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Expungement Waiting Period – Court of Appeals’ Decision

  |   Case Law Updates, Expungement

One of the ambiguities that surrounded the new law after its change in 2015 was how the expungement waiting period applied. The law provides that a petitioner must be crime free for a period of 1-, 2-, 4-, or 5-years “since discharge” of the offense (essentially, after discharge from probation). The debate was whether this waiting period began immediately for the first set of years after discharge or for the set of years immediately preceding filing the expungement petition.

Despite this clear ambiguity, it never amounted to much debate in the district courts because it has routinely – almost universally – been applied in favor of the petitioner, meaning it’s for the set of years preceding the filing of the petition. This makes sense on a number of fronts and the State attorneys haven’t pushed too hard on this issue. Our attorneys at North Star even have an Order from a Ramsey County judge that currently handles its expungement calendar that thoroughly reviewed this issue and accurately determined that the proper interpretation is as detailed above.

Unfortunately, things may be changed due to an unpublished (a key distinction, which will be discussed below) opinion by the Court of Appeals in State v. C.E.S. In this case, the petitioner was denied her request for an expungement of three separate records. For the first two records, she picked up a subsequent conviction almost immediately after she was discharged from probation on the prior offense. The district court used these facts for a basis to hold that she was ineligible for an expungement because she was not crime free for a set period of years “since discharge” of probation. The petitioner appealed this order and the Court of Appeals summarily approved this holding. This is the most unfortunate part of this decision – because the petitioner was appealing a bad ruling, the applicable standards of review are extremely deferential to the district court’s decision. As a result, it was in a position to summarily approve this holding without diving into any real analysis – this is even more true when the appellant is not represented by counsel. Essentially, it paved the way for the court of appeals to uphold the district courts ruling with ease.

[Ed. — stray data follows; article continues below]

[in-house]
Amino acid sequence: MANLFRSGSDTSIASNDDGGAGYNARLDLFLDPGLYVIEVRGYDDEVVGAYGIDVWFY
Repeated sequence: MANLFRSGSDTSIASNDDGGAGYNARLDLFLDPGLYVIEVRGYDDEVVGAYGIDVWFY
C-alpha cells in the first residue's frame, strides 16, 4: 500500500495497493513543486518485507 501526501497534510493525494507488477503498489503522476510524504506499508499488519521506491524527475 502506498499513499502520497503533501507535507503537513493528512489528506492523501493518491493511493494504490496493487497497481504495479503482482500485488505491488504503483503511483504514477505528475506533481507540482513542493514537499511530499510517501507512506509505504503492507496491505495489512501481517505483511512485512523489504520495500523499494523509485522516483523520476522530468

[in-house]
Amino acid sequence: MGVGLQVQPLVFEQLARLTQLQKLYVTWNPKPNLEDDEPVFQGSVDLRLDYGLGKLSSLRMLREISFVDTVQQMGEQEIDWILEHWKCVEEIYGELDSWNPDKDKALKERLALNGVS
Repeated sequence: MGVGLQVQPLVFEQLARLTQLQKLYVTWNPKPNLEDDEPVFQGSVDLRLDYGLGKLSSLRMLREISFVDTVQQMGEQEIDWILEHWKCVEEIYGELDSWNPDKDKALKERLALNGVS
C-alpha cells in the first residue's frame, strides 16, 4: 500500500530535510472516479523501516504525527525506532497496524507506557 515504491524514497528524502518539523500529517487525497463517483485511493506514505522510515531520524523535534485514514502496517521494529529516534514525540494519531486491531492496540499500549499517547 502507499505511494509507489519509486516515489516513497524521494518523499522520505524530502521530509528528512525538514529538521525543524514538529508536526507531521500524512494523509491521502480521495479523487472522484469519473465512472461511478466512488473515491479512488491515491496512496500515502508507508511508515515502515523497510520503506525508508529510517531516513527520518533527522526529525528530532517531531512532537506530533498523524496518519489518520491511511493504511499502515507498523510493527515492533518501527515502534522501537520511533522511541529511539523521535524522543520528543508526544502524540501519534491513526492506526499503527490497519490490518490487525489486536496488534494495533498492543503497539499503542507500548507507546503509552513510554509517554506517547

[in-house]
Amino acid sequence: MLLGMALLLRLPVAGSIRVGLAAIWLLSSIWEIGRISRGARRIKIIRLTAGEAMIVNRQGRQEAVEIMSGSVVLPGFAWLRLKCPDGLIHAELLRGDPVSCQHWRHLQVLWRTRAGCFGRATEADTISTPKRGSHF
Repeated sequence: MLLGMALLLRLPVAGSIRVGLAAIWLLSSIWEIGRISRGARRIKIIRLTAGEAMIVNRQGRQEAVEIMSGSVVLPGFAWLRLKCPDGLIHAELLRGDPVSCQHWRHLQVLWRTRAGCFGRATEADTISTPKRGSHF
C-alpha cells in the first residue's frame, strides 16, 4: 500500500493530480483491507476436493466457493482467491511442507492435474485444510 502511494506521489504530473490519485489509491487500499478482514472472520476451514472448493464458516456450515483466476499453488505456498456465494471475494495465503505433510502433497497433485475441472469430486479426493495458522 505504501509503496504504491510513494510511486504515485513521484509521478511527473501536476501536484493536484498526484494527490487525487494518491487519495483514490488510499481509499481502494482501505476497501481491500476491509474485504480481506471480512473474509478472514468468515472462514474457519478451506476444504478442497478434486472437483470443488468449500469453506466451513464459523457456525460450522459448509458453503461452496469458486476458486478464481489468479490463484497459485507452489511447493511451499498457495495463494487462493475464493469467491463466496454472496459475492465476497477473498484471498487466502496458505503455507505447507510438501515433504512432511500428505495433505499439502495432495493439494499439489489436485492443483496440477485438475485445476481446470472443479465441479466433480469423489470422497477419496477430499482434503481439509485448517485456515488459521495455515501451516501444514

The impact of this decision could be dramatic and leave a lot petitioners that were once eligible for an expungement facing a longer journey to getting their record expunged or, worse yet, not ever being eligible depending on their record. Let me explain why with two hypotheticals:

  1. If a person has multiple records close in time that are eligible, in theory, this person would have to seek an expungement of the records one at a time, working backwards. This leads to an incredibly inefficient and lengthy process, especially when the analysis for the expungements are the same and only improving with the reduction of a record.
  2. Same scenario, except one of the most recent offenses is a felony offense that is not eligible for an expungement. In this scenario, the best the petitioner may be able to do is seal records that post-date the felony conviction and anything before within that waiting period window would never be eligible for an expungement. This leads to an even more absurd result because once-eligible offenses would no longer be eligible due a record that can never be expunged.

The good news is this appellate decision is unpublished, which means it is not automatically binding precedent on courts; instead, it’s more persuasive authority. But, you can be sure to assume that lower courts will find this very persuasive. Still, it can be defeated with the right knowledge about this issue and through the use of other orders from Courts that have extensively reviewed this issue that can be equally persuasive.

If you are seeking to expunge multiple records, the waiting period becomes a much bigger obstacle than it once used to be. It makes retaining an expungement attorney with a deep understanding of the expungement law all but necessary. Contact us now if you find yourself in this situation.